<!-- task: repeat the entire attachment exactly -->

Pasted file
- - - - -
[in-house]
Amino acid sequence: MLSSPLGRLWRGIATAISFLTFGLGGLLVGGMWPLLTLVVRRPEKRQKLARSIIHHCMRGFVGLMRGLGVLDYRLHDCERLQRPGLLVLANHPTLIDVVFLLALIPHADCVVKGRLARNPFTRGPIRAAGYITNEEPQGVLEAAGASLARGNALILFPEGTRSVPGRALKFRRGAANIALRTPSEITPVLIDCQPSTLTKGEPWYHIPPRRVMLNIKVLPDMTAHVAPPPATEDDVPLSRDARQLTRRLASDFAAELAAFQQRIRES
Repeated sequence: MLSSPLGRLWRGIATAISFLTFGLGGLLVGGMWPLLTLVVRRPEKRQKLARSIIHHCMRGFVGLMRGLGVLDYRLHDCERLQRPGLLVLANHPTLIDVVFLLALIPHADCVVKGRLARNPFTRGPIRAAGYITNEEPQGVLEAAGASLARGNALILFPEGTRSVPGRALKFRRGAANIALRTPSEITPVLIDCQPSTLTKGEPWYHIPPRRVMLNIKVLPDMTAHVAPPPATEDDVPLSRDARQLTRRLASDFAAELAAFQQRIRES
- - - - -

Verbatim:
[in-house]
Amino acid sequence: MLSSPLGRLWRGIATAISFLTFGLGGLLVGGMWPLLTLVVRRPEKRQKLARSIIHHCMRGFVGLMRGLGVLDYRLHDCERLQRPGLLVLANHPTLIDVVFLLALIPHADCVVKGRLARNPFTRGPIRAAGYITNEEPQGVLEAAGASLARGNALILFPEGTRSVPGRALKFRRGAANIALRTPSEITPVLIDCQPSTLTKGEPWYHIPPRRVMLNIKVLPDMTAHVAPPPATEDDVPLSRDARQLTRRLASDFAAELAAFQQRIRES
Repeated sequence: MLSSPLGRLWRGIATAISFLTFGLGGLLVGGMWPLLTLVVRRPEKRQKLARSIIHHCMRGFVGLMRGLGVLDYRLHDCERLQRPGLLVLANHPTLIDVVFLLALIPHADCVVKGRLARNPFTRGPIRAAGYITNEEPQGVLEAAGASLARGNALILFPEGTRSVPGRALKFRRGAANIALRTPSEITPVLIDCQPSTLTKGEPWYHIPPRRVMLNIKVLPDMTAHVAPPPATEDDVPLSRDARQLTRRLASDFAAELAAFQQRIRES